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CTFC Whistleblower Program Not Working

Last month in the whistleblower blog, we covered a substantial award handed out to an unnamed whistleblower who brought allegations of wrongdoing to the attention of the Securities and Exchange Commission (SEC). The $700,000 whistleblower reward demonstrates the effectiveness of the SEC’s whistleblower program—lots of people from within companies and others working as industry analysts are coming forward with financial fraud tips. As it stands, the same cannot be said for the Commodity Futures Trading Commission or CFTC whistleblower program, which came into existence at the same time as the SEC whistleblower program.

What Is Wrong With the CFTC Whistleblower Program?

According to data obtained by the Wall Street Journal (subscription required), the CFTC whistleblower program has spent more on administrative costs than it has on whistleblower awards. Since 2011, the CFTC whistleblower program has set aside hundreds of millions of dollars in an effort to attract quality information from tipsters from the commodities and futures industry—an industry worth trillions of dollars—and it simply hasn’t been effective.

Funding for the CFTC whistleblower program has come from sanctions levied by the commission. At the end of September, it held $268 million—more than the CFTC annual budget. But the CFTC whistleblower program has only paid out $530,000 in total rewards in the four years of its existence.

The data presented by the Wall Street Journal paints a grim picture of the CFTC whistleblower program, but those with ties to the commission say it is unfair to focus solely on the total rewards payouts when evaluating the program’s efficacy. Some have said the commission is bound by strict rules governing the specifications for a whistleblower reward, rules that are purportedly not as stringent for the SEC whistleblower program.

To its credit, the commission is working to improve its whistleblower program. In an effort to increase awareness, the commission launched a new site last month. The CFTC inspector general is also auditing the limited number of whistleblower rewards that have been paid out since the program’s inception.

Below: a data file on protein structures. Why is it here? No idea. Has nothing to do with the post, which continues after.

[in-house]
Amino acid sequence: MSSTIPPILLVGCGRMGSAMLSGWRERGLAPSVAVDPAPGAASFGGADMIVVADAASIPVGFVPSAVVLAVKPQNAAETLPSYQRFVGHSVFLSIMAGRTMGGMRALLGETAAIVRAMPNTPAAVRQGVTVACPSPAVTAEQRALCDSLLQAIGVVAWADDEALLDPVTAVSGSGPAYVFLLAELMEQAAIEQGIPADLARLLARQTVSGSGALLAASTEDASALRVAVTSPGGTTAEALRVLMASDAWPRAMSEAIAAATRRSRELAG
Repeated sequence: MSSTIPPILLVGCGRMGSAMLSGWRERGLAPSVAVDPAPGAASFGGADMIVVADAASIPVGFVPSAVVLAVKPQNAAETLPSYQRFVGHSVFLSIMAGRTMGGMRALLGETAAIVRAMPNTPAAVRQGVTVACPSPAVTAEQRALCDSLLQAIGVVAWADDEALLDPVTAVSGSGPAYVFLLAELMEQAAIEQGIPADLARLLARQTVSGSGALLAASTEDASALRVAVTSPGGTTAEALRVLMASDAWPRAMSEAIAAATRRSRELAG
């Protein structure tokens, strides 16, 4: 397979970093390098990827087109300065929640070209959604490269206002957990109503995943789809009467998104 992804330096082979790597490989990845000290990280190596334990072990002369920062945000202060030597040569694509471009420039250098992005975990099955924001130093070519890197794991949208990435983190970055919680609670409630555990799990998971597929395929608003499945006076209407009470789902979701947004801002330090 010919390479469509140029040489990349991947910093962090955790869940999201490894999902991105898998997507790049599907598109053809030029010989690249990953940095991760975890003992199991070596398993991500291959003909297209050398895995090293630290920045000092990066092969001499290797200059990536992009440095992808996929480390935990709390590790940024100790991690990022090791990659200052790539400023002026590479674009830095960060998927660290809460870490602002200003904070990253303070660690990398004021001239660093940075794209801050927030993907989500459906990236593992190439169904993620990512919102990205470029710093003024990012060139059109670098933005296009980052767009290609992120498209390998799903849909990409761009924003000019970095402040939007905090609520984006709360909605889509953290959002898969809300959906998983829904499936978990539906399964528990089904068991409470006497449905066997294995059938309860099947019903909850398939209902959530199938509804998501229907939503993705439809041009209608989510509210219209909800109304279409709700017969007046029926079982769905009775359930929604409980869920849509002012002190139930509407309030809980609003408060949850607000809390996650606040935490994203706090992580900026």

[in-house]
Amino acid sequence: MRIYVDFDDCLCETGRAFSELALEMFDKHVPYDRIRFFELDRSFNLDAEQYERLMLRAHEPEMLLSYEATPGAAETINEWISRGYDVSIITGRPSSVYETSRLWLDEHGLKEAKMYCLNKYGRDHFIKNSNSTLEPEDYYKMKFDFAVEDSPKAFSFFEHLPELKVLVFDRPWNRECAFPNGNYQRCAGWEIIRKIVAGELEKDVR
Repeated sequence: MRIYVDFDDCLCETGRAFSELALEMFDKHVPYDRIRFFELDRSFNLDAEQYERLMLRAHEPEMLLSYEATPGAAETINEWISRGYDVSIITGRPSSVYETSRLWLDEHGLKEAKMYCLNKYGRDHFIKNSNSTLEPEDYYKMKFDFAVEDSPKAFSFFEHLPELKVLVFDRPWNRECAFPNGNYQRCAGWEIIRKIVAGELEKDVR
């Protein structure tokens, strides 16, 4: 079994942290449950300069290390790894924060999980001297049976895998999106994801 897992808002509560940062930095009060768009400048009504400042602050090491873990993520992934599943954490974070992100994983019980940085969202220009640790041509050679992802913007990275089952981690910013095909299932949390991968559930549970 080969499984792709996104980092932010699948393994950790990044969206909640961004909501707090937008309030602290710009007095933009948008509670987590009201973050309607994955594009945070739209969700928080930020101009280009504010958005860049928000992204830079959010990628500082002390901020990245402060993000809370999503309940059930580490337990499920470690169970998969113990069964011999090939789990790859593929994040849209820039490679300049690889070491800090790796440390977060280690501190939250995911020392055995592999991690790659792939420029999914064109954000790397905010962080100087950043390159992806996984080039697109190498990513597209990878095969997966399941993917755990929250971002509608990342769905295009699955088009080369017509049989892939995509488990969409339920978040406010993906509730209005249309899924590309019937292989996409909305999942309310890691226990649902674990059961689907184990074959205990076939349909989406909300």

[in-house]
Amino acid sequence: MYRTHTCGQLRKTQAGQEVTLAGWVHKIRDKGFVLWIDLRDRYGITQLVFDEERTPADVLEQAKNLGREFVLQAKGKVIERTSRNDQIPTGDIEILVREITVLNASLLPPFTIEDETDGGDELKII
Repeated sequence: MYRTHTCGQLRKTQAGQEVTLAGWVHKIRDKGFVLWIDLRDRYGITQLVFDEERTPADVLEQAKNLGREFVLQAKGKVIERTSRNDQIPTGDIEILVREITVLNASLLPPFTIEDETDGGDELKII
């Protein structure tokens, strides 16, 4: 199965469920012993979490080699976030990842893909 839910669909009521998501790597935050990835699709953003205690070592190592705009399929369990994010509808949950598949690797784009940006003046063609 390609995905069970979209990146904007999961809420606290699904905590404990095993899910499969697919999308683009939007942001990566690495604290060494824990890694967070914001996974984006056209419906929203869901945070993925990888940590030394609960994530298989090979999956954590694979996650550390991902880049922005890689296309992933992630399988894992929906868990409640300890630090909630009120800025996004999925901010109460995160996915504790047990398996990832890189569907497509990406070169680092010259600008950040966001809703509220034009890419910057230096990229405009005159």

Nonetheless, the CFTC whistleblower program has failed to even approach the level of success earned by the SEC’s program, even though both programs have been active for the same amount of time.

CFTC Whistleblower Program Not as Effective as SEC Program

Setting up programs to draw out whistleblower tips was an integral part of the government’s response to the financial crisis. With the passage of Dodd-Frank in 2010, the CFTC and the SEC were both poised to benefit from whistleblower programs guaranteeing rewards of 10 to 30 percent of any money collected in successful enforcement actions to tipsters with important information.

Both programs started with spears aimed at combating fraud, but they ended up with drastically different results. Since its inception, the SEC whistleblower program has paid 23 whistleblowers more than $55 million, which is over 100 times more than the CFTC whistleblower program has paid during the same period. The SEC program also benefitted from a landmark case in 2014 that captured the nation’s attention with a $30 million whistleblower reward.

As for the CFTC, its administrative costs are considerably more than the amount it has disbursed in whistleblower rewards. Since 2011, the CFTC spent a reported $4 million on administrative costs for its eight-employee whistleblower unit and a smaller office that handles “consumer outreach.” How specifically that money was allocated has not been reported.

While comparisons between the two whistleblower programs are inevitable, the scrutiny placed on the smaller CFTC whistleblower program might be a bit harsh. For one thing, the SEC has a broader mandate that includes the ability to police public company malfeasance. This alone allows for more opportunity, as a wider range of individuals can come forward with information.

The numbers bear this out: Through September of last year, the SEC has reported a total of 14,116 whistleblowers, compared to only 655 tipsters for the CFTC whistleblower program.

Attorneys Believe CFTC Whistleblower Program Will Gain Traction

With the news of bloated administrative costs, it’s hard not to be cynical about the CFTC whistleblower program. But brighter days appear to be on the horizon—an anonymous whistleblower could receive a substantial payout for providing the CFTC with tips prior to successful enforcement action against a British trader accused of making millions by manipulating the U.S. futures markets. This has led many whistleblower attorneys to believe that the CFTC whistleblower program will hit its stride and produce more results with bigger payouts to tipsters.

It is also worth remembering that the SEC whistleblower program had its fair share of critics in the early days when we weren’t seeing a lot of successful enforcement actions. Now it is largely held up as a beacon of success.

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